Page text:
Before the accident, Lucas and his father were training River, a neighbor's Golden Rretriever, for a field trial. The boy desperately wants to fulfill his father's dream, but his mother believes anything to do with the dog is a setup for heartache. The past belongs in the past; the way forward is forward. [Just to clarify here: his mother doesn't want him training the dog because it was an activity that he was going to do with his father, and she wants him to leave his memories in the past, or because she is afraid he’ll be heartbroken if he doesn't win?  I don't really understand why she would be against him doing this.] Against his sister's wishes, Charm and Lucas join together to turn the injured Rretriever into a champion, a journey that forces the family to face the issues that tore them apart in hopes of finding salvation in the past they tried to forget. An excerpt of Doubting River [Either italicize or write your titles in all caps.] won the mainstream category of the 2010 Sandy literary contest. I am a former dog trainer and the author of Click for Joy, the winner of the 2003 "Best Training/Behavior Book" award presented by the Dog Writers of America. I am also the owner of the 6500-member ClickerSolutions (dog training) mailing list, and I have published numerous articles in the magazine "Teaching Dogs." My contact information is below. I look forward to hearing from you!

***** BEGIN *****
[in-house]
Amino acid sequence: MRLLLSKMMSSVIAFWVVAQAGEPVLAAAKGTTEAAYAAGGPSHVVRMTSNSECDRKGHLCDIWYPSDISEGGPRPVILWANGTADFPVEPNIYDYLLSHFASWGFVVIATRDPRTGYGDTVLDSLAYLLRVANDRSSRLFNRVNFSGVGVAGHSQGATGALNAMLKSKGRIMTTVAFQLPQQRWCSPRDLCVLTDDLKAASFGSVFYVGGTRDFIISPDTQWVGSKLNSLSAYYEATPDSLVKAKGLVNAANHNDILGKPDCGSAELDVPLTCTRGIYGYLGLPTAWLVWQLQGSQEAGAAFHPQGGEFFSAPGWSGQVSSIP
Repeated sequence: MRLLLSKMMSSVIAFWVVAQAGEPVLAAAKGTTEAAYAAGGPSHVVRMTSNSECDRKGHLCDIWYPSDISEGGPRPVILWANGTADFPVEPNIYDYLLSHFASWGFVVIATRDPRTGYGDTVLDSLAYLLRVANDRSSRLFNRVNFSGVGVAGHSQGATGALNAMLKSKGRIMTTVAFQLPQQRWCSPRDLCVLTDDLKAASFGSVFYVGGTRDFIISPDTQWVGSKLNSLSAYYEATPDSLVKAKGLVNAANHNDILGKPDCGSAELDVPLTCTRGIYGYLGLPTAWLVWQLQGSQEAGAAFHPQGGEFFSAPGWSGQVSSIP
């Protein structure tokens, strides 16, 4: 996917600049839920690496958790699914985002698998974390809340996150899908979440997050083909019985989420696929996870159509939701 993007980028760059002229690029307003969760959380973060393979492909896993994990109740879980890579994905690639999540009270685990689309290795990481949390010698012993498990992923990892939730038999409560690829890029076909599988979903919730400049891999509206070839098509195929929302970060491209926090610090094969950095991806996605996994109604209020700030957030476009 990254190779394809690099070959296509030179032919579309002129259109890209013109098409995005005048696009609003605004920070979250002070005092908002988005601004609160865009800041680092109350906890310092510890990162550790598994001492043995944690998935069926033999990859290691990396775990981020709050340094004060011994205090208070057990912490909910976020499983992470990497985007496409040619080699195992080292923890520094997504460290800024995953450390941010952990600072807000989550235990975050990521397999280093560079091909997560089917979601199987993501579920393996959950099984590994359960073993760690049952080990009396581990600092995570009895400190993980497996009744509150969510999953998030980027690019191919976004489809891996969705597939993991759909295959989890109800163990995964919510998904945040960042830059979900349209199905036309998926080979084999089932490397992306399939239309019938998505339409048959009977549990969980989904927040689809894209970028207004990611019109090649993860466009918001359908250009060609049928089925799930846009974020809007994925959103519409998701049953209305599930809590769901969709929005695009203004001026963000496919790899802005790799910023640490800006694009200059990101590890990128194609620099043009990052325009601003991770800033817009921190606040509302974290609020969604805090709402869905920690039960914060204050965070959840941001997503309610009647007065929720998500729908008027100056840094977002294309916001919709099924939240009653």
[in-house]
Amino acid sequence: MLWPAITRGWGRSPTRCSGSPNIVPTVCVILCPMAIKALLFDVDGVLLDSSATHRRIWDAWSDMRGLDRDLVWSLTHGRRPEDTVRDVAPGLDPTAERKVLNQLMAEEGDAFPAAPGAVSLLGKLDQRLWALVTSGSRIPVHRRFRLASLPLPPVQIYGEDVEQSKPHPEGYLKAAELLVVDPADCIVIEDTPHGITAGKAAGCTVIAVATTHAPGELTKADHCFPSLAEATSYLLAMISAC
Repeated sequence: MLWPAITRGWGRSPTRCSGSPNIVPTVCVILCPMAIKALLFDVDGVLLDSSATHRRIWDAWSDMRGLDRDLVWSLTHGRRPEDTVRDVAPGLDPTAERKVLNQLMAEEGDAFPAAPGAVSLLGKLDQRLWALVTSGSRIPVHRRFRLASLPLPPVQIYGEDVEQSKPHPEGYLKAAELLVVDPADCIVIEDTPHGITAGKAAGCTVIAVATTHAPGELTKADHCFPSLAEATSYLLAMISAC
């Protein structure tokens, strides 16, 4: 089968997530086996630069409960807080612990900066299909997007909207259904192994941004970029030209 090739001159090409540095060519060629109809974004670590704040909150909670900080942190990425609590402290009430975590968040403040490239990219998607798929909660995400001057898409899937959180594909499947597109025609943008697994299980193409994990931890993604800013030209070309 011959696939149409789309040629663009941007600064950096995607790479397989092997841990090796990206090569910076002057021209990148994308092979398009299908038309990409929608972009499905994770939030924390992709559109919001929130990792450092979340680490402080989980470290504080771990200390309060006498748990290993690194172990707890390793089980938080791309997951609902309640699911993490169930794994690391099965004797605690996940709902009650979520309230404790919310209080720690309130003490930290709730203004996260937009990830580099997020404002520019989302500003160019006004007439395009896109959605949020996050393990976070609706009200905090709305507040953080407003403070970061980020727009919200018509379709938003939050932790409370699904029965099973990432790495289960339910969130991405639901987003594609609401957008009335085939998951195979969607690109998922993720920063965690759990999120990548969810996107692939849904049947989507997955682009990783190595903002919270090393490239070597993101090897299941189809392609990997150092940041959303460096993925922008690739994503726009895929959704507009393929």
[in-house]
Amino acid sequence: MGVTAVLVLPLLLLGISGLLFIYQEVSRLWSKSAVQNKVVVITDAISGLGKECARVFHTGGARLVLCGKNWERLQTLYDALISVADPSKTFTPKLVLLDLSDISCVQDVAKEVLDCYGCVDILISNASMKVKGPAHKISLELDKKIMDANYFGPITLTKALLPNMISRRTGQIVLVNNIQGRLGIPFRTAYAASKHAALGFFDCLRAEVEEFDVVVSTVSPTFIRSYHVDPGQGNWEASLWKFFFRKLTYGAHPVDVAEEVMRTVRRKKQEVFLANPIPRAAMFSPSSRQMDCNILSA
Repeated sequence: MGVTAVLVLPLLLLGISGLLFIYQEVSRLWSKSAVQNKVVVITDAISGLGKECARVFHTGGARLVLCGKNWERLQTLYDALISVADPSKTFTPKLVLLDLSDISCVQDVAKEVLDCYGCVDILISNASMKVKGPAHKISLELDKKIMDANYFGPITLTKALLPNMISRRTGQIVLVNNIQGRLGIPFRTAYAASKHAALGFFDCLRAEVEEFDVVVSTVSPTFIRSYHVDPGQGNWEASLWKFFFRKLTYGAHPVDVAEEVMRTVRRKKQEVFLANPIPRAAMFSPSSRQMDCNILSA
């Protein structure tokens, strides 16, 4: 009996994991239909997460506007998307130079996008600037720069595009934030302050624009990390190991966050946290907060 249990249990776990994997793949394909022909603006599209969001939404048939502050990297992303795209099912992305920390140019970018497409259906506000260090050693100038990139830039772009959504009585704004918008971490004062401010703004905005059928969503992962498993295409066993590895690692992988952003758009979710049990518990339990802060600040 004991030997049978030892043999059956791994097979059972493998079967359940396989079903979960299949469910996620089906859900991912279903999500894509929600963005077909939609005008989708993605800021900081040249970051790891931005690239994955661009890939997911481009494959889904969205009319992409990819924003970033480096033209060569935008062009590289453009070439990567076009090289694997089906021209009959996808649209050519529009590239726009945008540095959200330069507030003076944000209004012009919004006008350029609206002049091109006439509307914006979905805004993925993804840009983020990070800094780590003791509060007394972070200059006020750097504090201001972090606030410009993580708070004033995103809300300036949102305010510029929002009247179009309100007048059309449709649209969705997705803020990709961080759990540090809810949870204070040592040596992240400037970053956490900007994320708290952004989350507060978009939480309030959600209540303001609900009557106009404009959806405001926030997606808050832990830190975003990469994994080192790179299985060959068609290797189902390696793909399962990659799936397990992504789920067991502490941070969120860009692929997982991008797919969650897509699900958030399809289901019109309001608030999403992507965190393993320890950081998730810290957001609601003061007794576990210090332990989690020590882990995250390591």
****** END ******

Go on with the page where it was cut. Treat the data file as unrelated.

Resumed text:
Sincerely,Melissa Alexander

What do you guys think?  This seems like a very solid query letter to me.  One of the things I emphasized during my phone conference for Backspace was that the one aim of your query letter is to intrigue the agent reading it.  Think of writing your query as if you were writing the back jacket copy of your book, or the blurb for Amazon.  You don't want to give away the entire plot of the novel, but you want to tantalize enough with the meat of the story in order to get an agent to read those sample pages!


Comment with any thoughts or questions about my critique, and I would love to know how and if you choose to add personalizations to your pitch letters to agents!

Monday, May 4, 2015

Last Week Today